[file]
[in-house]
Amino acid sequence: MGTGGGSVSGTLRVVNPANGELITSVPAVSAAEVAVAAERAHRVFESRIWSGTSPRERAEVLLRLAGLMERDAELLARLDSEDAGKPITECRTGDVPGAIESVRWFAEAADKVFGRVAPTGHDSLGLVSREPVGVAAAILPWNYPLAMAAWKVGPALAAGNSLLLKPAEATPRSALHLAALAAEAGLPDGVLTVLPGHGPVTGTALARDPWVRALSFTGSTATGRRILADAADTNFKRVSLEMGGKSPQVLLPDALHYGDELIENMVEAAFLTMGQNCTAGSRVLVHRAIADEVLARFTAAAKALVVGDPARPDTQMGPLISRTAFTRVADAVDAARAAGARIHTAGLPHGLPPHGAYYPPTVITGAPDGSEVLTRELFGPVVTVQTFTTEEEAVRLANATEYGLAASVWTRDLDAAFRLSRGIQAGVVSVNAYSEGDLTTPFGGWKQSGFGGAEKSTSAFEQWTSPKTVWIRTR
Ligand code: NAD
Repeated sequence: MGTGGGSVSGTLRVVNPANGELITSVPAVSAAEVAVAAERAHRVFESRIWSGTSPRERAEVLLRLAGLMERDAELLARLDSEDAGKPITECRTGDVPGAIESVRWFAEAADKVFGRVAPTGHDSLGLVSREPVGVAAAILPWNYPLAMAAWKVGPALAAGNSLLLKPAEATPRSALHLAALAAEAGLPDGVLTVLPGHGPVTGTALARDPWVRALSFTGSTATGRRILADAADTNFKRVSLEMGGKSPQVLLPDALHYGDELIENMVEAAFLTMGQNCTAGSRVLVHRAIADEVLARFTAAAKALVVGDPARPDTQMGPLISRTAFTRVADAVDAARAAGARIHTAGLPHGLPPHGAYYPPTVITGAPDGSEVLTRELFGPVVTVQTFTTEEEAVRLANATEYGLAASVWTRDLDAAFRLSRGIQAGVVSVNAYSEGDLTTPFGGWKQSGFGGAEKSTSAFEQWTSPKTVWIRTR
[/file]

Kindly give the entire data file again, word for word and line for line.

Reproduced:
[in-house]
Amino acid sequence: MGTGGGSVSGTLRVVNPANGELITSVPAVSAAEVAVAAERAHRVFESRIWSGTSPRERAEVLLRLAGLMERDAELLARLDSEDAGKPITECRTGDVPGAIESVRWFAEAADKVFGRVAPTGHDSLGLVSREPVGVAAAILPWNYPLAMAAWKVGPALAAGNSLLLKPAEATPRSALHLAALAAEAGLPDGVLTVLPGHGPVTGTALARDPWVRALSFTGSTATGRRILADAADTNFKRVSLEMGGKSPQVLLPDALHYGDELIENMVEAAFLTMGQNCTAGSRVLVHRAIADEVLARFTAAAKALVVGDPARPDTQMGPLISRTAFTRVADAVDAARAAGARIHTAGLPHGLPPHGAYYPPTVITGAPDGSEVLTRELFGPVVTVQTFTTEEEAVRLANATEYGLAASVWTRDLDAAFRLSRGIQAGVVSVNAYSEGDLTTPFGGWKQSGFGGAEKSTSAFEQWTSPKTVWIRTR
Ligand code: NAD
Repeated sequence: MGTGGGSVSGTLRVVNPANGELITSVPAVSAAEVAVAAERAHRVFESRIWSGTSPRERAEVLLRLAGLMERDAELLARLDSEDAGKPITECRTGDVPGAIESVRWFAEAADKVFGRVAPTGHDSLGLVSREPVGVAAAILPWNYPLAMAAWKVGPALAAGNSLLLKPAEATPRSALHLAALAAEAGLPDGVLTVLPGHGPVTGTALARDPWVRALSFTGSTATGRRILADAADTNFKRVSLEMGGKSPQVLLPDALHYGDELIENMVEAAFLTMGQNCTAGSRVLVHRAIADEVLARFTAAAKALVVGDPARPDTQMGPLISRTAFTRVADAVDAARAAGARIHTAGLPHGLPPHGAYYPPTVITGAPDGSEVLTRELFGPVVTVQTFTTEEEAVRLANATEYGLAASVWTRDLDAAFRLSRGIQAGVVSVNAYSEGDLTTPFGGWKQSGFGGAEKSTSAFEQWTSPKTVWIRTR